University of Groningen
The right enzyme with the right substrate can work wonders in the asymmetric synthesis of complex organic compounds. To an increasing extent, researchers at the University of Groningen (Netherlands) are succeeding in finding effective watches. In order to isolate water-soluble products, they make use of the LyovaporTM L-200 freeze-dryer.
Chemists working for the Chemical and Pharmaceutical Biology (CFB) research group have been making enzymes which are able to selective convert organic compounds and building in specific chemical structures on the right spot in the molecule.
Freeze Dryer, University of Groningen
As a result, complex syntheses for medicines can be achieved more efficiently, for example, in three stages rather than ten. Moreover, with the aid of enzymes, it is possible to obtain enantiomeric purities of 98% or more, which is essential to how a medicine works, because often only the R or S form is responsible for this. For many organic chemists with a conventional training, working with enzymes is an eye-opener and this is no less true for analyst Pieter Tepper. “In addition to the spectacular shortcuts in the synthesis pathways, it’s remarkable - especially seen from an organic perspective - that many of the reactions can be performed in buffered water, even the reductions.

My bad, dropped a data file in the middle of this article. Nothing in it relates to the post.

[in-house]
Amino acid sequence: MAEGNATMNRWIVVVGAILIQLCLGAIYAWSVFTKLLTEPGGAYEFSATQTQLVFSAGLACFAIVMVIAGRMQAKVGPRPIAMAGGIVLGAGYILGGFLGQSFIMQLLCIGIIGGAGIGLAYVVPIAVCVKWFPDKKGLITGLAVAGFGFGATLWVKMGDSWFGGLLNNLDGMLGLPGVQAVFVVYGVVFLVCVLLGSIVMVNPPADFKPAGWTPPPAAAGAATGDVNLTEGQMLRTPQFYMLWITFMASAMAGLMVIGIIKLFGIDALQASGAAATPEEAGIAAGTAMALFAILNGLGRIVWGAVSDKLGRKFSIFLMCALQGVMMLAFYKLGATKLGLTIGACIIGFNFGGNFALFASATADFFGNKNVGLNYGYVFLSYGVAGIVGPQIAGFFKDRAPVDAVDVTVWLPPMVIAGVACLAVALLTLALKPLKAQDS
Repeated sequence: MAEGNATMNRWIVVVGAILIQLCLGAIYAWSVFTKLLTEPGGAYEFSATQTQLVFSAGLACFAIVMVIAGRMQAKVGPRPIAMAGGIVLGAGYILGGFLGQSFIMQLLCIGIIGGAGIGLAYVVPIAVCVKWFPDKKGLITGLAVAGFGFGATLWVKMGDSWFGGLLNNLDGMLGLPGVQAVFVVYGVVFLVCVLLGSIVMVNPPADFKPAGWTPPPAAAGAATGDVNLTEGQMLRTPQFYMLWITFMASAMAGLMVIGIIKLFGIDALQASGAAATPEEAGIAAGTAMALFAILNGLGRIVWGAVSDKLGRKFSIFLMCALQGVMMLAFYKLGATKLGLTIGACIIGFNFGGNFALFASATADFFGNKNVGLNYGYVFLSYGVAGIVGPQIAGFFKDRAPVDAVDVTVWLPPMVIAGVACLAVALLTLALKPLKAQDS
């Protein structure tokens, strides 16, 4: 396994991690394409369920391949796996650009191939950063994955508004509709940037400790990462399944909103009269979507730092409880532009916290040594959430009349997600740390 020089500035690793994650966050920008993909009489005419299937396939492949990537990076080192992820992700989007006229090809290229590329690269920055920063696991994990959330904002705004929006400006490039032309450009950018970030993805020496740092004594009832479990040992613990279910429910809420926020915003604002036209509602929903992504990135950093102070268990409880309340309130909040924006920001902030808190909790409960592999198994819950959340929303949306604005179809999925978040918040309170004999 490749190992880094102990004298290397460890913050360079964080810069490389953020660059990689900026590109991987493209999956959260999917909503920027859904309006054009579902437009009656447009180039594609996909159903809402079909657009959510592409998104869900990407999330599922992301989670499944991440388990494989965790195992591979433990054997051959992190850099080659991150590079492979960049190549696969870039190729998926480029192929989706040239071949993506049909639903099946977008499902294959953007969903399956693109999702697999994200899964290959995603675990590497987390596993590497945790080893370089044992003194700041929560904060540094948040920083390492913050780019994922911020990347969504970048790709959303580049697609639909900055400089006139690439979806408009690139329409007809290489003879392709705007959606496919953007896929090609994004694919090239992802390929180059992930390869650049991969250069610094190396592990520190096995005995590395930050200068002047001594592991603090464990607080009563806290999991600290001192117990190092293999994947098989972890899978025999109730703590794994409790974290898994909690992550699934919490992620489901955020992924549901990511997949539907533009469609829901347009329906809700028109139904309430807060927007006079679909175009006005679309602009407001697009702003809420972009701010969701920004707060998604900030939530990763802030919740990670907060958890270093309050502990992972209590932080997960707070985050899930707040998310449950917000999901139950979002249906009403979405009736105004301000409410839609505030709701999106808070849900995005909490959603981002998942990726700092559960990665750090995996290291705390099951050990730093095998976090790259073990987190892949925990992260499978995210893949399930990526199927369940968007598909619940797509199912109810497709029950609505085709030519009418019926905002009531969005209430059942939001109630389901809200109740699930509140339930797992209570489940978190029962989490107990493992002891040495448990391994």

There are practical benefits to this too. For example, freeze-drying provides an extremely efficient way to quickly isolate synthesized substances from the aqueous phase. „After extracting water using an organic solvent (not mixable with water), an oily product can be acquired, usually followed by evaporation from the organic solvent. If the product is soluble in water, freeze-drying offers a highly effective alternative. Often resulting rapidly in powdering and a solid product.“
The BÜCHI LyovaporTM L-200 has been used for freezedrying for a little over a year now. “Initially, the device - with a capacity of 6 kg (ice) - was on trial here, but we were happy with its performance. We decided to connect a 10 m3 per hour. Scroll pump which in terms of maintenance is more convenient than a centrifugal pump which contains oil.
Furthermore, we requested that the cooling unit was fitted with a transparent PMMA cover, so that we could see for ourselves the level of ice formation in the condensor. The device is operating on a 24/7 basis. In principle, we defrost and clean the device at the end of every week, thus preventing the formation of too much ice. If more ice forms than usual, at least we’re able to see this happening through the transparent inspection cover.”
Many Thanks to University of Groningen, Mr. Pieter Tepperfor the contribution and the picture material.